LANSING, Michigan — Michigan's election board on Thursday nixed a voter-initiated proposal to raise the minimum wage, ruling that organizers did not collect enough valid voter signatures to qualify.
The 3-1 vote against certifying the minimum wage drive means lawmakers' approval in May of smaller increases in the hourly wage likely will remain, though advocates of a bigger raise did not rule out an appeal. Republican Gov. Rick Snyder signed the law gradually increasing the wage from $7.40 to $9.25 an hour — and repealing the law the ballot drive sought to amend — just before Raise Michigan submitted 320,000 petition signatures to raise the minimum to $10.10 over time.
The law and the proposal also build in annual inflationary wage increase down the line.
Two Republicans and one Democrat on the Board of State Canvassers found that Raise Michigan was about 3,900 valid signatures short of the 258,000 needed. The group had turned in nearly 320,000 signatures, but many tens of thousands were tossed because of duplicates, unregistered voters and other issues.
The board's staff at the secretary of state's office initially estimated that Raise Michigan — a coalition of labor interests and community organizers led by a Democratic county chairman — collected about 1,700 more signatures than needed. But once the board accounted for duplicates identified by a restaurant-backed group opposing the proposal, it disqualified another 5,600.
"I want to keep fraudulent signatures out of the mix," said Colleen Pero, the board's Republican chairwoman.
Julie Matuzak, a Democrat who favored certifying the initiative, echoed complaints lodged by Raise Michigan's attorney that the board improperly allowed the opposition to file challenges to duplicates at the last minute.
"We had a deadline. I think deadlines mean something. I believe this challenge was not filed in a timely manner," she said.
The board did not weigh in on the separate contention — pressed by the restaurant group People Protecting Michigan Jobs and Republican Attorney General Bill Schuette's office — that the ballot question is moot since legislators thwarted its advance by repealing the law that the advocates tried to change.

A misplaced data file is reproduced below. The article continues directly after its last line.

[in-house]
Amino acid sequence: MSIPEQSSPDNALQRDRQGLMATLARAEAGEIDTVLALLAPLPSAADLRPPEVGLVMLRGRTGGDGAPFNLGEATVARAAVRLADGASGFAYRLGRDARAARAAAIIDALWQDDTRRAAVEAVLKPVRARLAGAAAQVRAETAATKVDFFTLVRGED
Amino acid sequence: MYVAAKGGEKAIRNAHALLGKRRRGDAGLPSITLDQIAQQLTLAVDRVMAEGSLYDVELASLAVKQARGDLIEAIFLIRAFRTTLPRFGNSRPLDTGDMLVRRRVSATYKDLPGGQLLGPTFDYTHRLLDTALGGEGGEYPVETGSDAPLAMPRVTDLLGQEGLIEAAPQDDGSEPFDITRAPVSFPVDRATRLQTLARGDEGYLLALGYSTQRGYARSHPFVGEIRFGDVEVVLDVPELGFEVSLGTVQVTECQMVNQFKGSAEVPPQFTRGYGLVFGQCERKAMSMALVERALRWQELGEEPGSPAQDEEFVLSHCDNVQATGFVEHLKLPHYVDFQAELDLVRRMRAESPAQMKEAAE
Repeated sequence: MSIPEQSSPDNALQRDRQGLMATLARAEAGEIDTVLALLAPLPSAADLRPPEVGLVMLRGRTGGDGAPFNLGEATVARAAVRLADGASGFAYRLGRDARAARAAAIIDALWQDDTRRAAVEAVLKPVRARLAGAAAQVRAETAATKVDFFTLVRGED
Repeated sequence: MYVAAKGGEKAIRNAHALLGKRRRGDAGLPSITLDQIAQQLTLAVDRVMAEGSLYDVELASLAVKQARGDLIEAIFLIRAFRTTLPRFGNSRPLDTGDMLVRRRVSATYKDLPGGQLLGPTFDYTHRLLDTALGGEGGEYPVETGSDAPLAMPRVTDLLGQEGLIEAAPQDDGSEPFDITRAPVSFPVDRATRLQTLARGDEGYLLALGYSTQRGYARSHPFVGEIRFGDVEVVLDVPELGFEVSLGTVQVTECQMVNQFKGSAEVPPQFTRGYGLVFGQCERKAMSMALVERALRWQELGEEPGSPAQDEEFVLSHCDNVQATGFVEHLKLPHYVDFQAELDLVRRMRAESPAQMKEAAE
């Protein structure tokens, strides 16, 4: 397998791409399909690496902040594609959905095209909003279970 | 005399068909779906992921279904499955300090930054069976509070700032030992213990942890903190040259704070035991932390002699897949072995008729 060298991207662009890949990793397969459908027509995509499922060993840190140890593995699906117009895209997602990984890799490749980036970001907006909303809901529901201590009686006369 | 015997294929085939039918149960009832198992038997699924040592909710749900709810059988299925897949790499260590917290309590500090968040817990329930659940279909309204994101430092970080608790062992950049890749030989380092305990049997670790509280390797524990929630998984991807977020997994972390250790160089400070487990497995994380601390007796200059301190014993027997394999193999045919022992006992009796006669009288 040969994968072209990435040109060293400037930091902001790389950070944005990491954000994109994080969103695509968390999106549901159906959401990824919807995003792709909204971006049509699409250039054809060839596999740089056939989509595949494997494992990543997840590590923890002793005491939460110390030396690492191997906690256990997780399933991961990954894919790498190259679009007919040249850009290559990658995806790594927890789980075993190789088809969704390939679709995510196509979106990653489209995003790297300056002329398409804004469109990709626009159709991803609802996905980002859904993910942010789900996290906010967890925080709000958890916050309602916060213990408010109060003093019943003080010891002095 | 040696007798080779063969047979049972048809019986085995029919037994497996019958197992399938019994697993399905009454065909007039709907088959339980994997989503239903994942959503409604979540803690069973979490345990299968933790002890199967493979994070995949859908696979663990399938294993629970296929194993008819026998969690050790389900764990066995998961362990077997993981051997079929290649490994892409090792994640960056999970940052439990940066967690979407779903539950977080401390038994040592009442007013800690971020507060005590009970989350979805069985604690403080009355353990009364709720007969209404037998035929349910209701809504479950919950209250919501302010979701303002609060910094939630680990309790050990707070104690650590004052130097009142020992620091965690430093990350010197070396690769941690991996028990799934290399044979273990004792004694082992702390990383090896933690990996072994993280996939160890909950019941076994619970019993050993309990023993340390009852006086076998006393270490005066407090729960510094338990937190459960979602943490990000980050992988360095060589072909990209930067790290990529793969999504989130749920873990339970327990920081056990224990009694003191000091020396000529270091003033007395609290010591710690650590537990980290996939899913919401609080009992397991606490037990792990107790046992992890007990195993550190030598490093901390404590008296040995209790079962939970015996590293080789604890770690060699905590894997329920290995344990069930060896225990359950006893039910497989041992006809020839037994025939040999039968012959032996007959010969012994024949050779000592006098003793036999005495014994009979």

"It was clear that the fix was in early," said Frank Houston, treasurer of Raise Michigan, who said the group may file a lawsuit soon.
Democrats had hoped the minimum wage ballot issue would help drive their voters to the polls for November's gubernatorial, U.S. Senate and legislative elections while ultimately giving low-wage workers a bigger raise than what Democratic and Republican lawmakers negotiated a couple months ago.
Bars and restaurants have expressed concern in particular that the proposal would make Michigan's $2.65 minimum wage for tipped employees the same as it is for other workers. State law requires businesses to ensure tipped employees still make at least the $7.40 hourly minimum wage.
The law signed in May increases the wage for workers who get tips to $3.52.
"We'd be the only state east of the Mississippi River not to have the tipped credit," Justin Winslow, vice president of government affairs for the Michigan Restaurant Association, said the ballot initiative. "It's bad for business. It definitely doesn't put an open for business sign out for Michigan."
Also Thursday, the board approved a possible third wolf-hunting measure for the statewide ballot, voting 4-0 to certify the proposed law that could make moot two wolf-hunting referendums on the November statewide ballot. The measure would allow the Legislature or the appointed Natural Resources Commission to designate a species as game that could be hunted.
The Republican-led Legislature is expected to approve the law in August. If it does not act, the proposal will go to voters.
Michigan last year held its first wolf hunt since the animal was placed on the endangered species list nearly 40 years ago. Opponents of wolf hunting have collected enough signatures to ask voters to repeal two 2013 laws that cleared the way for the first hunt and possibly more.
"Legislators need to trust the voters who put them in office by allowing a fair vote of the people on this initiative," said Jill Fritz, director of Keep Michigan Wolves Protected.